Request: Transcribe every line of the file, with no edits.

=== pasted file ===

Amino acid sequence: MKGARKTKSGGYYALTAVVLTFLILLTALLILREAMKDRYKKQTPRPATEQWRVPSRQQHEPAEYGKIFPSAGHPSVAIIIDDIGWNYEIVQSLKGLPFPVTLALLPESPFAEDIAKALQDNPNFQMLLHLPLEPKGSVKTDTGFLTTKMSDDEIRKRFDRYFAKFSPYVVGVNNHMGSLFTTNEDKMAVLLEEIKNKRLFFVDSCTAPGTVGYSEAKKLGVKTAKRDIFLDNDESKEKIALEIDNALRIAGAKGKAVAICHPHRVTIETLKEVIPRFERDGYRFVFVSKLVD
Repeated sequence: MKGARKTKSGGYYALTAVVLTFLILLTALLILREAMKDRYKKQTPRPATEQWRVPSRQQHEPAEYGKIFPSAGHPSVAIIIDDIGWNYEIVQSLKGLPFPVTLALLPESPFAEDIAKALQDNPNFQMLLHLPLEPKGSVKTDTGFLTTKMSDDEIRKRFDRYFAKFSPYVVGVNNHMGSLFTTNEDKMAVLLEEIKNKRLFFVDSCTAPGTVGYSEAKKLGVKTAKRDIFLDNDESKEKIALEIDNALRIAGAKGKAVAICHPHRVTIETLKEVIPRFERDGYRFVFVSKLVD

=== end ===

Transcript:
Amino acid sequence: MKGARKTKSGGYYALTAVVLTFLILLTALLILREAMKDRYKKQTPRPATEQWRVPSRQQHEPAEYGKIFPSAGHPSVAIIIDDIGWNYEIVQSLKGLPFPVTLALLPESPFAEDIAKALQDNPNFQMLLHLPLEPKGSVKTDTGFLTTKMSDDEIRKRFDRYFAKFSPYVVGVNNHMGSLFTTNEDKMAVLLEEIKNKRLFFVDSCTAPGTVGYSEAKKLGVKTAKRDIFLDNDESKEKIALEIDNALRIAGAKGKAVAICHPHRVTIETLKEVIPRFERDGYRFVFVSKLVD
Repeated sequence: MKGARKTKSGGYYALTAVVLTFLILLTALLILREAMKDRYKKQTPRPATEQWRVPSRQQHEPAEYGKIFPSAGHPSVAIIIDDIGWNYEIVQSLKGLPFPVTLALLPESPFAEDIAKALQDNPNFQMLLHLPLEPKGSVKTDTGFLTTKMSDDEIRKRFDRYFAKFSPYVVGVNNHMGSLFTTNEDKMAVLLEEIKNKRLFFVDSCTAPGTVGYSEAKKLGVKTAKRDIFLDNDESKEKIALEIDNALRIAGAKGKAVAICHPHRVTIETLKEVIPRFERDGYRFVFVSKLVD